Especially during fertility treatments, a couple may find trying to conceive to be an emotional rollercoaster. They may not know how fertility treatment will affect them physically or emotionally — particularly for the partner who’s taking hormone medications and undergoing treatment — or how other social situations they may face (such as a sibling or colleague getting pregnant) may stir up mixed emotions.

“It’s much better not to try to anticipate your partner’s feelings or how to respond to them,” advises Schuman. “The best thing you can do is ask ‘what can I do for you?’ Let your partner know that you want to be there to support them, that you are in this together, and that you want to know what they need.”

And sometimes, the best thing you can do is just listen. There isn’t always something you can fix or change — but you can always listen and be to support each other.

Why is infertility often perceived as a women’s health issue?

A small 2020 study published in the Journal of Reproductive Health revealed that both men and women perceived fertility as a women’s health issue. Despite this persistent belief, the experts estimate that approximately ⅓ of infertility cases in hetero couples are due to female factors, ⅓ due to male factors, and the remaining ⅓ due to a combination or unknown cause. 

Research highlights that, in heterosexual couples, men may feel more disconnected from fertility and pregnancy because they don’t have the physical experience of carrying a baby. The culture surrounding parenting and family building tends to build a picture that conception and pregnancy is a woman’s domain. Studies show that infertility can have a more significant impact on female mental health when compared to male.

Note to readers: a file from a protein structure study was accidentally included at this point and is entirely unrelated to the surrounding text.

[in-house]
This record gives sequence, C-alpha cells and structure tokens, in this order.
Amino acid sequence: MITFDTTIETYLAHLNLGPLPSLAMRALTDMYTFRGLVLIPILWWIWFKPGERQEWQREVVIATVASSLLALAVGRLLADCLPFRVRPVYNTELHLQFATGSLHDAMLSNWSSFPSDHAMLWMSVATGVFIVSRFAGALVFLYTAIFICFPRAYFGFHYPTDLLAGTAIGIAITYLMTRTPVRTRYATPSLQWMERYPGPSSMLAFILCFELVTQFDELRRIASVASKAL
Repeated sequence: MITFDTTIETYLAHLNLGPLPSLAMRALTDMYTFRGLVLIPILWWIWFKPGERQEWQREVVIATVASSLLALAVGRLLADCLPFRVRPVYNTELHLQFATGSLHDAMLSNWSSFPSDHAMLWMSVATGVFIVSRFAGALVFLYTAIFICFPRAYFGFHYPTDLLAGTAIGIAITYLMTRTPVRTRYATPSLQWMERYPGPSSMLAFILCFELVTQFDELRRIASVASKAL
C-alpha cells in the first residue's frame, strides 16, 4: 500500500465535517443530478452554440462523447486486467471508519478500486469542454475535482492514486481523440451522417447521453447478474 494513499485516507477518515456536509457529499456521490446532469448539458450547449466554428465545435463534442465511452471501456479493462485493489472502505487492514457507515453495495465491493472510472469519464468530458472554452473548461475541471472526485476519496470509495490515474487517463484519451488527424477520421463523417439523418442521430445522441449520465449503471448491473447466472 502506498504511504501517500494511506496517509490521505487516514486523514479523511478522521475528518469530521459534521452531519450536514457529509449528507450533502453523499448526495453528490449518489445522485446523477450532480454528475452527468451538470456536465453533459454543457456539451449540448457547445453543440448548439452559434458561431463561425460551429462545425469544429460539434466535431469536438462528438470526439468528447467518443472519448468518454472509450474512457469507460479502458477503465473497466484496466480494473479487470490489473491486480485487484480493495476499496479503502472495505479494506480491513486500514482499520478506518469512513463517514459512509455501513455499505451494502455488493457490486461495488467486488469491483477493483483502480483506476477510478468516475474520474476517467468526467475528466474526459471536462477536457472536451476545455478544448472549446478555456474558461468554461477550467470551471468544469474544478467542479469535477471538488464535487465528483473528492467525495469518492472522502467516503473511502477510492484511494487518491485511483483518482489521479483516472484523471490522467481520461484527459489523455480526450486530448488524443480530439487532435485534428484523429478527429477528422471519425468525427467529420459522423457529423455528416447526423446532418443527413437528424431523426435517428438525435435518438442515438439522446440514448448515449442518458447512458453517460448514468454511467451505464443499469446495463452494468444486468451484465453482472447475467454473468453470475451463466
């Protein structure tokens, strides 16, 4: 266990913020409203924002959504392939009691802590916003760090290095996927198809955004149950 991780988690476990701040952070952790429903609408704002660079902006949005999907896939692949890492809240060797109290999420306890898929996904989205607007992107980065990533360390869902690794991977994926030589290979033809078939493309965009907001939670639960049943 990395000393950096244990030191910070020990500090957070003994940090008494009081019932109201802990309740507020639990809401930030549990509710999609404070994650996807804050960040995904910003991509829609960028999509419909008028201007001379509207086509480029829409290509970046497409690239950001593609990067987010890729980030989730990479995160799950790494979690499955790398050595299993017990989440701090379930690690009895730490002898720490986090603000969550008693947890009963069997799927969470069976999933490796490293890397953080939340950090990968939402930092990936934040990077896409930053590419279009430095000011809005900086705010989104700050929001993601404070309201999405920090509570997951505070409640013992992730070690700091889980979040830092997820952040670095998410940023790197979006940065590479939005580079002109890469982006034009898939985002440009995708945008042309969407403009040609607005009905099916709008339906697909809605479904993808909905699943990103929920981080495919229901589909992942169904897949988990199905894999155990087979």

Lisa Schuman explains that, from a young age, many women think actively about reproduction — regardless of whether they want to have children later in life. A female person’s menstrual cycle reminds them what their bodies are “supposed to do” every month.

Plus, young people are taught that pregnancy is always a high risk. This messaging may help prevent teen pregnancy, but can have the unintended effect of overstating how easy it really is to conceive a baby.

Many women spend most of their younger years trying not to get pregnant. Then “they simply assume it will just happen when they are ready,” says Schuman. “When someone tells a woman they might have trouble conceiving, the world can then come crashing down on them.”

Studies show that infertility is more likely to affect a woman’s mental health compared to men, and can cause feelings of low self-esteem, guilt, loneliness, social isolation, and stress. “In fact,” continued Schuman, “there is research that shows women who go through fertility treatment unsuccessfully can experience the same levels of depression as a woman undergoing chemotherapy.” 

As a male partner of a couple who is having difficulty conceiving, understanding the impact that infertility may have on your partner, and being open to discussing those feelings, is key to providing support and partnership.